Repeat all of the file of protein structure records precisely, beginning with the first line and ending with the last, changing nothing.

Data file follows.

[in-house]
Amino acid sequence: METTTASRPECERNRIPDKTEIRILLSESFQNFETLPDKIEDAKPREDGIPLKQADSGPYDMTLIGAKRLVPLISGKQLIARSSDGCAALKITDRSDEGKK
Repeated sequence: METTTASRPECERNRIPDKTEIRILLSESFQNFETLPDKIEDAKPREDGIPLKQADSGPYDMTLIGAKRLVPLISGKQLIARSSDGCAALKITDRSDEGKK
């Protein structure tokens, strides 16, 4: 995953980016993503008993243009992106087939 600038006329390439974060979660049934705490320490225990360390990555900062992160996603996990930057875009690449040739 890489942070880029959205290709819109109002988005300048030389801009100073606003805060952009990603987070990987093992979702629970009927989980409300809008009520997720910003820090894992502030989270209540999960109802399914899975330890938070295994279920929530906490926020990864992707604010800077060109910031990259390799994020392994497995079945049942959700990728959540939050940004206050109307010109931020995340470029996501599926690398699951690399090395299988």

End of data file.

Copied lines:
[in-house]
Amino acid sequence: METTTASRPECERNRIPDKTEIRILLSESFQNFETLPDKIEDAKPREDGIPLKQADSGPYDMTLIGAKRLVPLISGKQLIARSSDGCAALKITDRSDEGKK
Repeated sequence: METTTASRPECERNRIPDKTEIRILLSESFQNFETLPDKIEDAKPREDGIPLKQADSGPYDMTLIGAKRLVPLISGKQLIARSSDGCAALKITDRSDEGKK
């Protein structure tokens, strides 16, 4: 995953980016993503008993243009992106087939 600038006329390439974060979660049934705490320490225990360390990555900062992160996603996990930057875009690449040739 890489942070880029959205290709819109109002988005300048030389801009100073606003805060952009990603987070990987093992979702629970009927989980409300809008009520997720910003820090894992502030989270209540999960109802399914899975330890938070295994279920929530906490926020990864992707604010800077060109910031990259390799994020392994497995079945049942959700990728959540939050940004206050109307010109931020995340470029996501599926690398699951690399090395299988």